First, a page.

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Nanoemulsion explained

Scientific advancements are doing wonders for the cannabis industry, with nanoemulsion the latest piece of technology promising to transform the user experience. The process breaks THC molecules down into much smaller pieces and turns them into a water-soluble state to increase their bioavailability. Traditionally, THC cannot be dissolved by water, and is only fat-soluble. When you consume THC molecules that have undergone nanoemulsion, the cannabinoids enter your bloodstream much more quickly, skipping the liver to produce a rapid high.

Nanoemulsion has been used in the pharmaceutical industry for several decades to improve the efficaciousness of drugs, but the world of cannabis is just catching onto the fact that cannabinoids are not water soluble in their normal state. However, this won’t be the case much longer for edibles at least, with nanoemulsion likely to be used in the making of your favorite edibles.

Industrial Sonomechanics president and qualified chemist Dr Alexey Peshokovsky likened nanoemulsions to “injections” when interviewed by The Stranger, noting that edibles take just 15 to 30 minutes to fully kick in if they have been nanoemulsified. Industrial Sonomechanics manufactures machines capable of making nanoemulsions.

Washington is one of the first legal marijuana markets to dabble with nanoemulsions, and several companies are using it to make edibles and other products. Discovery Garden develops topicals with nanoemulsions, while Fairwinds Manufacturing makes a tincture utilizing them. Tarukino have also adopted the technology for their ‘Velvet Swing Weed Lube’ and ‘Pearl20’ products.

Travel further down the West Coast and you’ll see nanoemulsions creating a stir in California. Sunderstorm Scientific have come up with an intriguing nanoemulsion that contains THC, CBD and the natural mood-boosting supplement 5-HTP. The ‘Lucidity 3:1 nanoemulsion’ will get you pretty baked, with its 3:1 THC to CBD ratio.

The bioavailability of nano-cannabinoids can reach up to 80 to 90 percent, greatly improving their efficiency – THC bioavailablity levels can be as low as 10 to 20 percent in standard edibles. Therefore, for a product like Sunderstorm Scientific’s, you can get about six times as high as you normally would.

Many opt to orally consume cannabis edibles because it’s neither as messy nor smelly as smoking bud. For non-smokers, it’s also much healthier. However, there are a few drawbacks to having edibles as your primary method of cannabis consumption.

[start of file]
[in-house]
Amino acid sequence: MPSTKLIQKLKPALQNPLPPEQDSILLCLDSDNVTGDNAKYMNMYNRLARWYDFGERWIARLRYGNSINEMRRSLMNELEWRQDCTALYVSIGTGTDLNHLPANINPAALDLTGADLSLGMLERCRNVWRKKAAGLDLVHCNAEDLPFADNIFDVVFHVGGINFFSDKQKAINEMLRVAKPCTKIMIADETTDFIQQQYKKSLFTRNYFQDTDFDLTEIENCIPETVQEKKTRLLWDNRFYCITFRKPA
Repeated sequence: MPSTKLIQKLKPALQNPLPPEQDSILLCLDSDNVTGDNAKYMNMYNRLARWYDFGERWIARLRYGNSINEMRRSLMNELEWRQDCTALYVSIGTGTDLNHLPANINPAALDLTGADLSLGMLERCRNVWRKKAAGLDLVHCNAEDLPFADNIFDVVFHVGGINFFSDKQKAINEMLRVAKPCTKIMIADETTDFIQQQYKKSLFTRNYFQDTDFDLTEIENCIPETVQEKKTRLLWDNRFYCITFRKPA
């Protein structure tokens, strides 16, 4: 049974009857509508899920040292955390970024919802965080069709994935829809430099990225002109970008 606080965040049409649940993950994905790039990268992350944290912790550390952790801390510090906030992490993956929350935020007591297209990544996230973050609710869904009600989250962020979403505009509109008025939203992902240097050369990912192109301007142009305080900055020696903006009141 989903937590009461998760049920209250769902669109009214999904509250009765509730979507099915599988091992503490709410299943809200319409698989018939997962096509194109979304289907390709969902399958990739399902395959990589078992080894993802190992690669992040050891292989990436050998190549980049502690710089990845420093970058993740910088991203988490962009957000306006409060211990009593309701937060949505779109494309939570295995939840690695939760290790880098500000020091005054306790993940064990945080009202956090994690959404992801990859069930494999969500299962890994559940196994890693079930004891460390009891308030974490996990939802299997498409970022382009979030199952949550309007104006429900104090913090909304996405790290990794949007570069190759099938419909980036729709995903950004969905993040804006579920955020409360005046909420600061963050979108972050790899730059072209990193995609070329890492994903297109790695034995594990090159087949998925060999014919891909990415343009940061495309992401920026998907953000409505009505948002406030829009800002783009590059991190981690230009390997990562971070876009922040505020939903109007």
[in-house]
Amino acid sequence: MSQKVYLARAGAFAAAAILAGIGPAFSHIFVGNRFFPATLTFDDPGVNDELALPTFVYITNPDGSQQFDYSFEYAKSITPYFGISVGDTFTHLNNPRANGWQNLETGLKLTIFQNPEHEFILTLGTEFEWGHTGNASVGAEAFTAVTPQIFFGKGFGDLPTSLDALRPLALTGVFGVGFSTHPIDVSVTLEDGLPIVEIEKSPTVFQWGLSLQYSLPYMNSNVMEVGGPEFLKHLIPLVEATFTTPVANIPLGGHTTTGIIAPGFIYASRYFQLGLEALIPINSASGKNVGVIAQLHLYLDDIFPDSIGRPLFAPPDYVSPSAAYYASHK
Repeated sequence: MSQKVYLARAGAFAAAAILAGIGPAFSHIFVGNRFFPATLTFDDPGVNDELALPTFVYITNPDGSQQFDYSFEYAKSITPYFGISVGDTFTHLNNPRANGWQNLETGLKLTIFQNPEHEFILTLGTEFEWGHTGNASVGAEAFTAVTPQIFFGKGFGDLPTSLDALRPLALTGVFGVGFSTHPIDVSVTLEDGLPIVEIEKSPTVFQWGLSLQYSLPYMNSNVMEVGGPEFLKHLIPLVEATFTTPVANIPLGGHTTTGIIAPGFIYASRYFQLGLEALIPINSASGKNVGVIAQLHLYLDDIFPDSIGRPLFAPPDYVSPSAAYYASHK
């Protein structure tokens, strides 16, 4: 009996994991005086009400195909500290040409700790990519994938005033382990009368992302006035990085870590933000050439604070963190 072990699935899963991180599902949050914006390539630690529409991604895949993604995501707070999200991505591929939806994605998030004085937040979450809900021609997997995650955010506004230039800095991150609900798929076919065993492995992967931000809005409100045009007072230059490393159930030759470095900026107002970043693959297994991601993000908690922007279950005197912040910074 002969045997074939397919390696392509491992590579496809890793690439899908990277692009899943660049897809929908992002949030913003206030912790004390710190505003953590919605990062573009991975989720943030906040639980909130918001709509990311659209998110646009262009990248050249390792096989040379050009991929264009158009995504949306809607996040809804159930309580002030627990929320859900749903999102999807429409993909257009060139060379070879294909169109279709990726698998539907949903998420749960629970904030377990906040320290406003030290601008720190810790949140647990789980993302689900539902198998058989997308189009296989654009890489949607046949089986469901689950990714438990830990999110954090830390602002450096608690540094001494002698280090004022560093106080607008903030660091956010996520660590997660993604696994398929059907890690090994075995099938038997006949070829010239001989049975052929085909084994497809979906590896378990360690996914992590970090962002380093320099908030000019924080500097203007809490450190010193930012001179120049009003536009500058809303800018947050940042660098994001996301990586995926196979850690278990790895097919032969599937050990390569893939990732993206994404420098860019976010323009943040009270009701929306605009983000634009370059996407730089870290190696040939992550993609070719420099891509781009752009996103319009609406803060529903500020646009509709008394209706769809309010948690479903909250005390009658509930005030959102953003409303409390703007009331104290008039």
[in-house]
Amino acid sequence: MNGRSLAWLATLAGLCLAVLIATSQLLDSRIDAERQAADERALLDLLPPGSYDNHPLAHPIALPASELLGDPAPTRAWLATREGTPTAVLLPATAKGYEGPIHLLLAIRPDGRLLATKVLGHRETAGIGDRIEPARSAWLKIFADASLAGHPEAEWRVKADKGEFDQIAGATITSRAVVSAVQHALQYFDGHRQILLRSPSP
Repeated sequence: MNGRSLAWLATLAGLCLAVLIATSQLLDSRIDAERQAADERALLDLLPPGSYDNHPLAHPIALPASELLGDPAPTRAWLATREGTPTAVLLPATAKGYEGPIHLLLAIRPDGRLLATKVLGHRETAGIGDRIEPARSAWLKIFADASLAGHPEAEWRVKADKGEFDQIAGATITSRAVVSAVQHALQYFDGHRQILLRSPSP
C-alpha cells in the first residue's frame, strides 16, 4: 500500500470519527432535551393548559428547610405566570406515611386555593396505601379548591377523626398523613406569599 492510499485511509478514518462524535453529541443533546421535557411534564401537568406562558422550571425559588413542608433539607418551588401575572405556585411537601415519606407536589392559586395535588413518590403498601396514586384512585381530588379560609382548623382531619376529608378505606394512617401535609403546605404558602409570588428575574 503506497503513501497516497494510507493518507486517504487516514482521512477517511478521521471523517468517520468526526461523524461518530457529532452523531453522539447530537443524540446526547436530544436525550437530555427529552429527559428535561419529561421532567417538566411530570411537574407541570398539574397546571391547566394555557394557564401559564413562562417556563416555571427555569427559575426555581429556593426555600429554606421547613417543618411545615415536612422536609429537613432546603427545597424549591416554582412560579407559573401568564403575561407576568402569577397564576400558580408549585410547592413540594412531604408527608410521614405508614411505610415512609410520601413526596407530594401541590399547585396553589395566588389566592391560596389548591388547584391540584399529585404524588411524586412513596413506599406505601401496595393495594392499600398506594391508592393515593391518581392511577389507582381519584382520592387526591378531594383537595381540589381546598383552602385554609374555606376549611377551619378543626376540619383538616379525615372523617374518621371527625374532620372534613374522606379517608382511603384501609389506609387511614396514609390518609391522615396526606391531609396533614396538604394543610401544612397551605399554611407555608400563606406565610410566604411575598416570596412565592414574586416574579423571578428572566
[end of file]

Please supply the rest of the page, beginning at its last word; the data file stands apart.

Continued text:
For one, since cannabinoids aren’t water-soluble, they must pass through to the gastrointestinal tract before they can be absorbed. This process takes a lot longer than when cannabinoids are inhaled, with the delayed response leaving users waiting up to two hours for their edibles to get to work.

Hence, it has been tricky to manufacture high-quality weed-infused beverages. The low natural bioavailability of THC would leave users having to consume copious quantities of an infused drink to receive the desired dose. And since many of the cannabinoids in an edible simply cannot be absorbed, such a product would be wasteful, and not to mention very expensive.

Therefore, the arrival of nanoemulsion could not have come at a better time. The cannabis industry is growing at a stunning rate, and with edibles the favorite choice of many novice cannabis users, it’s essential they offer the highest quality and best value experience possible.

The high bioavailablity levels of nano-cannabinoids ensure they are much more potent than traditional cannabinoids – and more potency means a stronger high. As they are water-soluble, nano-cannabinoids can be infused into substances that cannabinoids cannot, the range of cannabis products on the market is sure to expand. And we already know that nano-cannabinoids will be a practical success, with topicals, tinctures and edibles containing them already on sale.

In addition to offering a more powerful high, nanoemulsion enables medicinal users to medicate with much lower dosages and receive the effects in around a quarter of the time.

Ultrasound is used to make nanoemulsions, through a process known as high-shear cavitation. Cannabis extract droplets are broken down to an appropriate size, typically 70 to 90 microns, through micro-jets which are caused by “violently and asymmetrically imploding vacuum bubbles.” However, some companies use slightly different techniques.

Final thoughts

Be in no doubt that nanoemulsion is going to be fully embraced by the cannabis community over the next few years. This tech provides the most efficient cannabis experience yet, and significantly increases what we can do with the plant’s compounds. For recreational users, this will surely translate to a plethora of new weed treats and even higher highs, while medical users are sure to find their cannabis bills get cheaper.

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